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Jan Mitchell’s Waterfront Bollards

No visitor to Geelong’s magnificent waterfront precinct can miss the whimsical bollards that stretch from Rippleside to Limeburners Point. Painted by local artist Jan Mitchell, the bollards have become an icon of Geelong. Sadly Jan is no longer with us but she has left a lasting legacy which will put a smile on just about anyone who comes face to face with these unique and much loved pieces of public art.

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There are over 100 bollards stretching along our waterfront that are made out of huge wooden pylons, many recovered from the Yarra Street Pier which was destroyed by fire in the 1980’s and later removed. The wood was first sculptured and then painstakingly hand painted. The bollards depict many of the events and history of the Geelong region, from the times when the local Wautharong People were the only inhabitants right up to modern times.

Many of the bollards are painted as historic people, including many of our founders and even former Premier Jeff Kennett and former Prime Minister of Australia John Howard, who were both in office when the bollards were being designed and installed. Favourites include explorer Mathew Flinders overlooking the bay he discovered in 1802, the historic Geelong Footballer near the old Hi-Lite Park site and the sailor and floozy near Cunningham Pier. Other tributes to historic moments in Geelong’s history include the Speed Trials bollards in Ritchie Boulevard, 1920’s lady swimmers on the sandy foreshore nearby and various sea captains and the rustic fisherman at Fisherman’s Pier.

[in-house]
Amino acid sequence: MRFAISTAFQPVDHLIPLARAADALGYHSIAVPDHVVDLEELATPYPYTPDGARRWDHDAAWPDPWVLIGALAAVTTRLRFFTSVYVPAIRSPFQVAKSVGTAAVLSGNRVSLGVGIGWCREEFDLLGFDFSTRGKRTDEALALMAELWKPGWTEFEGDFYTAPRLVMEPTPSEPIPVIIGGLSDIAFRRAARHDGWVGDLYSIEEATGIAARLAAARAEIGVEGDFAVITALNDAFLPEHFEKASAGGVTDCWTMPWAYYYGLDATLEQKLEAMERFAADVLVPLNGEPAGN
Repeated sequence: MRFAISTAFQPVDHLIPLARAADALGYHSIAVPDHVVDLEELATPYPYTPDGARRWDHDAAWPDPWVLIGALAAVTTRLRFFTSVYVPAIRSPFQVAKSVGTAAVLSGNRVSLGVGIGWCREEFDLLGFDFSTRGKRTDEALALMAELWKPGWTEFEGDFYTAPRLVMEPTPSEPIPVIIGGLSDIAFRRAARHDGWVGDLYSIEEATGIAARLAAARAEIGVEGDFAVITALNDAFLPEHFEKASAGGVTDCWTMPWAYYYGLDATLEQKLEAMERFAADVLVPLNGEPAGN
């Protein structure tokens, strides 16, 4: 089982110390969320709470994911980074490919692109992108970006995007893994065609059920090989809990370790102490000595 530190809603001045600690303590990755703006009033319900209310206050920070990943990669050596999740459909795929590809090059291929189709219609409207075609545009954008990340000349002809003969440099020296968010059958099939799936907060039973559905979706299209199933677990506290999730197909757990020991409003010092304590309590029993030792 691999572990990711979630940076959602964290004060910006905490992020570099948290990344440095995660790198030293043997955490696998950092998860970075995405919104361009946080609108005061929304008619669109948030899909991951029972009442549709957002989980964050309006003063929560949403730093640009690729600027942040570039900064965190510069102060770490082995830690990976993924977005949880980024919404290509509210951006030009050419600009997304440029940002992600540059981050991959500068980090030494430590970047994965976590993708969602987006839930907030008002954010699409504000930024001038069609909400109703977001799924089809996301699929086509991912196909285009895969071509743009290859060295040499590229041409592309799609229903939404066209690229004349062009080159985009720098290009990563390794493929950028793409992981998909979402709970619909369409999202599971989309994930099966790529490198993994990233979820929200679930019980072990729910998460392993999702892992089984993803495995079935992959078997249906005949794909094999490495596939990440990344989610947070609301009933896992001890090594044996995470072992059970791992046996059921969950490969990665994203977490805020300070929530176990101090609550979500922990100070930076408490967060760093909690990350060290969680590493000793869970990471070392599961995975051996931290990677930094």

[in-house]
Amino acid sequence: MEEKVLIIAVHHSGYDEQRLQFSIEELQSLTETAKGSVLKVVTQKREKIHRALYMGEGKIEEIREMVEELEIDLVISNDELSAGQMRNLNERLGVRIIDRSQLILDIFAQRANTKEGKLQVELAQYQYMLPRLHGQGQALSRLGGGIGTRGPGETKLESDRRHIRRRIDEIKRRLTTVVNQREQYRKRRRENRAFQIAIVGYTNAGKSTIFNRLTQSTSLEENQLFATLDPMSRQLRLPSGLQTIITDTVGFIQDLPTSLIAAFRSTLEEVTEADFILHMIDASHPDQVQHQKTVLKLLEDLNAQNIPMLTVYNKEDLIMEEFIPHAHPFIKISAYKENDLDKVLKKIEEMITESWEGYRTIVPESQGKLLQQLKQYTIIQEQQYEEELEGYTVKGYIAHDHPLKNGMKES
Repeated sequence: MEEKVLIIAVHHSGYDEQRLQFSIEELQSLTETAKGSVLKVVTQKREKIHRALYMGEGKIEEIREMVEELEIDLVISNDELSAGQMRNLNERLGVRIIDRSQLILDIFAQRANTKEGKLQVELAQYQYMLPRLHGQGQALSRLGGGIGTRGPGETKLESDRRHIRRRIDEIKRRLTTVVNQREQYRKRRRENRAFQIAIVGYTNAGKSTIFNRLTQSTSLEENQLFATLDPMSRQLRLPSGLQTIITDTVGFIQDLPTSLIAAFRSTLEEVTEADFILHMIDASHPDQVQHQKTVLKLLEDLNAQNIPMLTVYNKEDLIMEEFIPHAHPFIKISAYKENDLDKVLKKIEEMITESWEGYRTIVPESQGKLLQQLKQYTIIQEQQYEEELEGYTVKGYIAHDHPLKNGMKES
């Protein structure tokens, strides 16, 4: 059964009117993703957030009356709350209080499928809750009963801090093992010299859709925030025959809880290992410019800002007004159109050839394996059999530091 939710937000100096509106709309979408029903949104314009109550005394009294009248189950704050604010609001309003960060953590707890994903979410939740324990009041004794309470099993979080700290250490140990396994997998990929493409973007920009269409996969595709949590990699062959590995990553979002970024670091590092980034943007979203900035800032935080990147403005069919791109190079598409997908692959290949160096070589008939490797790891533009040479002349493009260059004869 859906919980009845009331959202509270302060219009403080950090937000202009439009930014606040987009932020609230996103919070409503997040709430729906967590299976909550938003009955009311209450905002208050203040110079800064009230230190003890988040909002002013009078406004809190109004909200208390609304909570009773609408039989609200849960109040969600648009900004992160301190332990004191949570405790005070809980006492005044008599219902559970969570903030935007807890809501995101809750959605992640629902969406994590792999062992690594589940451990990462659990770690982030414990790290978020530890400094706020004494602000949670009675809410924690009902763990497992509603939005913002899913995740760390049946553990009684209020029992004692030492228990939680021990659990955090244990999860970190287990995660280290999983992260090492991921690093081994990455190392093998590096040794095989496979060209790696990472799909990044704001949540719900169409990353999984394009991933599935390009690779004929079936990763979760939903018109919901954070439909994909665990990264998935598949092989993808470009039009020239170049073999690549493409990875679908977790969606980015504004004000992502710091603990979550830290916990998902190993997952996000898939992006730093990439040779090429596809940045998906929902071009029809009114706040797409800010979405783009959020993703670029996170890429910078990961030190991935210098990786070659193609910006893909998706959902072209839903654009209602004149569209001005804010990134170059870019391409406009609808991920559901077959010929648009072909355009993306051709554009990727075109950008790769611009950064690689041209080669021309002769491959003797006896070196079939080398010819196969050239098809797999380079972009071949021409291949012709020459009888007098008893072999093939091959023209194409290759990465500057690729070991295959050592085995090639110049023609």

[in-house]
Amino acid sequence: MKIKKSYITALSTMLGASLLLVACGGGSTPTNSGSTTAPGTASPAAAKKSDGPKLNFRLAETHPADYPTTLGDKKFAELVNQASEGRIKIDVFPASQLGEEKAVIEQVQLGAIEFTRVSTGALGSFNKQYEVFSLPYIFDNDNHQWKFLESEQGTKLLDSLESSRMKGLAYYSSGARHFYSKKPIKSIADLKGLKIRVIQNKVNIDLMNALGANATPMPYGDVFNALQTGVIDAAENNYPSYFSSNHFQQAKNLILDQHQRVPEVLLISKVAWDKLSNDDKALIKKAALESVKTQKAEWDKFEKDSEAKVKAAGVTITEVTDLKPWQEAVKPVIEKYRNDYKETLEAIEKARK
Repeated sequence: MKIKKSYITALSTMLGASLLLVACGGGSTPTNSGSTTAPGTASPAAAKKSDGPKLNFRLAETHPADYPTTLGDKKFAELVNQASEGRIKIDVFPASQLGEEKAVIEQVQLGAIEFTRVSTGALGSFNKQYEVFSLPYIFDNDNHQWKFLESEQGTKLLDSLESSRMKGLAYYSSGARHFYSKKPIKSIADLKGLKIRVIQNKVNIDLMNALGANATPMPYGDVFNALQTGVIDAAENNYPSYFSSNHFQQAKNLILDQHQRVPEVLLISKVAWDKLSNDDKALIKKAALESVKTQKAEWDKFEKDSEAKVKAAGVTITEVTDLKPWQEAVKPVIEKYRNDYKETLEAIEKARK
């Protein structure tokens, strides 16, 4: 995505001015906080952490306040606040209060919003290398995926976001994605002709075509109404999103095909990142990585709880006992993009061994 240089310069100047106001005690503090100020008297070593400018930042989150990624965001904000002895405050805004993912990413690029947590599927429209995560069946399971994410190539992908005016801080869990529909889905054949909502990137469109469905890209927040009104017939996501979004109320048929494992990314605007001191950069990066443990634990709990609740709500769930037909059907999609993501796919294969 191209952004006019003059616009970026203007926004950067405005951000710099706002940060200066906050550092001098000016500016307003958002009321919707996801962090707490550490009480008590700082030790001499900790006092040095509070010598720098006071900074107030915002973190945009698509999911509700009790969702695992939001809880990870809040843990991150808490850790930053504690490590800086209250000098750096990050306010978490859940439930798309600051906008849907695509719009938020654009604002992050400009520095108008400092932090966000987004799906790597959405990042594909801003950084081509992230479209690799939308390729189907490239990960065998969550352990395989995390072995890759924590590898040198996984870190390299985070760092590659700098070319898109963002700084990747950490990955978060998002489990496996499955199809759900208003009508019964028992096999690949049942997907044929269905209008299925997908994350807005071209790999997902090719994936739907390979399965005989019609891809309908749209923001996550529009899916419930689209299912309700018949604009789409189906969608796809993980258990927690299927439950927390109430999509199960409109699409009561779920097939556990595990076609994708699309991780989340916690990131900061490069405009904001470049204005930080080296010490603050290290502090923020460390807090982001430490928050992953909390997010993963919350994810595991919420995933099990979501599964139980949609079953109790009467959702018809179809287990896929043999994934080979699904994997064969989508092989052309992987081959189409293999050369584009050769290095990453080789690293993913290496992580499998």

The bollards were produced in a huge warehouse in an old wool store on the waterfront, where the new Deakin University school of nursing is located near Cunningham Pier. The program ran from 1999 and took several years to complete. Much research went into every detail of their design. The looks, clothing, artefacts and highlights all represent something about Geelong.

In 2009 the National Wool Museum in Brougham Street featured an exhibition playing tribute to Jan Mitchell, her visions, craftsmanship and magnificent bollard walk. It took visitors on a journey through the thinking behind the bollards, how they were made and how they have captured the imagination of Geelong and really helped give the city its new identity, which for so long was in the doldrums. The exhibition will be remembered for the making of another bollard, this time sadly without its original creator. Jan was also honoured in 2006 when she was awarded the Medal of the Order of Australia for her work on transforming the Geelong Waterfront.

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The bollards have become an important and very well recognised icon of Geelong over recent years. Our local tourist body even has had two installed outside the international terminal at Melbourne Airport to catch people’s attention and prompt them into thinking about coming to Geelong. They are a much loved photo opportunity for many international visitors, who spread the message of Geelong worldwide with their great digital snaps.

Barwon Heads features a troop of soldiers which are also painted by Jan Mitchell. They can be found along Geelong Road near the school crossing. These were painted before the Geelong Bollards were commissioned and became the inspiration behind the Geelong Baywalk Bollard project.